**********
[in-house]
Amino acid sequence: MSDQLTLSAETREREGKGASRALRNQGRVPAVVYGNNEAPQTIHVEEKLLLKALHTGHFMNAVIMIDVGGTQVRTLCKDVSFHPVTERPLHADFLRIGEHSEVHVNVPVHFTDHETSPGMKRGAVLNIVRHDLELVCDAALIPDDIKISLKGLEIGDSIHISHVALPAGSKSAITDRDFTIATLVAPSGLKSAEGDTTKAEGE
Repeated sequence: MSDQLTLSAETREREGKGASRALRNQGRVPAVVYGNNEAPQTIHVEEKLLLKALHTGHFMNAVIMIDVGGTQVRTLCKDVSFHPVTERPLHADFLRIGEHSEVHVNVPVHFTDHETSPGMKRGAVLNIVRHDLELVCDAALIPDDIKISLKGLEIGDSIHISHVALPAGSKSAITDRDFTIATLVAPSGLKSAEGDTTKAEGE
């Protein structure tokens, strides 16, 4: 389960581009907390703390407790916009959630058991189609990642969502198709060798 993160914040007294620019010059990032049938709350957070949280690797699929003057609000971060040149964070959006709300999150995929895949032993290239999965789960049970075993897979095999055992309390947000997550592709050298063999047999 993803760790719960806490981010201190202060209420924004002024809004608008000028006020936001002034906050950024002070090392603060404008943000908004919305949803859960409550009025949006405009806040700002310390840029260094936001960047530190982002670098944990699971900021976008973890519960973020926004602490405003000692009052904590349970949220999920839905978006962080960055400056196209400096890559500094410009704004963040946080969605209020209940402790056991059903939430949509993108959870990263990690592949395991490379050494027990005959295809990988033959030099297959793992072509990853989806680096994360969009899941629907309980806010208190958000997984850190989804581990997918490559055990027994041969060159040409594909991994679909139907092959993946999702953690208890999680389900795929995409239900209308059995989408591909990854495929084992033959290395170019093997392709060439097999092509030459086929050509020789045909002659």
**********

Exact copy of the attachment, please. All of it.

[in-house]
Amino acid sequence: MSDQLTLSAETREREGKGASRALRNQGRVPAVVYGNNEAPQTIHVEEKLLLKALHTGHFMNAVIMIDVGGTQVRTLCKDVSFHPVTERPLHADFLRIGEHSEVHVNVPVHFTDHETSPGMKRGAVLNIVRHDLELVCDAALIPDDIKISLKGLEIGDSIHISHVALPAGSKSAITDRDFTIATLVAPSGLKSAEGDTTKAEGE
Repeated sequence: MSDQLTLSAETREREGKGASRALRNQGRVPAVVYGNNEAPQTIHVEEKLLLKALHTGHFMNAVIMIDVGGTQVRTLCKDVSFHPVTERPLHADFLRIGEHSEVHVNVPVHFTDHETSPGMKRGAVLNIVRHDLELVCDAALIPDDIKISLKGLEIGDSIHISHVALPAGSKSAITDRDFTIATLVAPSGLKSAEGDTTKAEGE
């Protein structure tokens, strides 16, 4: 389960581009907390703390407790916009959630058991189609990642969502198709060798 993160914040007294620019010059990032049938709350957070949280690797699929003057609000971060040149964070959006709300999150995929895949032993290239999965789960049970075993897979095999055992309390947000997550592709050298063999047999 993803760790719960806490981010201190202060209420924004002024809004608008000028006020936001002034906050950024002070090392603060404008943000908004919305949803859960409550009025949006405009806040700002310390840029260094936001960047530190982002670098944990699971900021976008973890519960973020926004602490405003000692009052904590349970949220999920839905978006962080960055400056196209400096890559500094410009704004963040946080969605209020209940402790056991059903939430949509993108959870990263990690592949395991490379050494027990005959295809990988033959030099297959793992072509990853989806680096994360969009899941629907309980806010208190958000997984850190989804581990997918490559055990027994041969060159040409594909991994679909139907092959993946999702953690208890999680389900795929995409239900209308059995989408591909990854495929084992033959290395170019093997392709060439097999092509030459086929050509020789045909002659």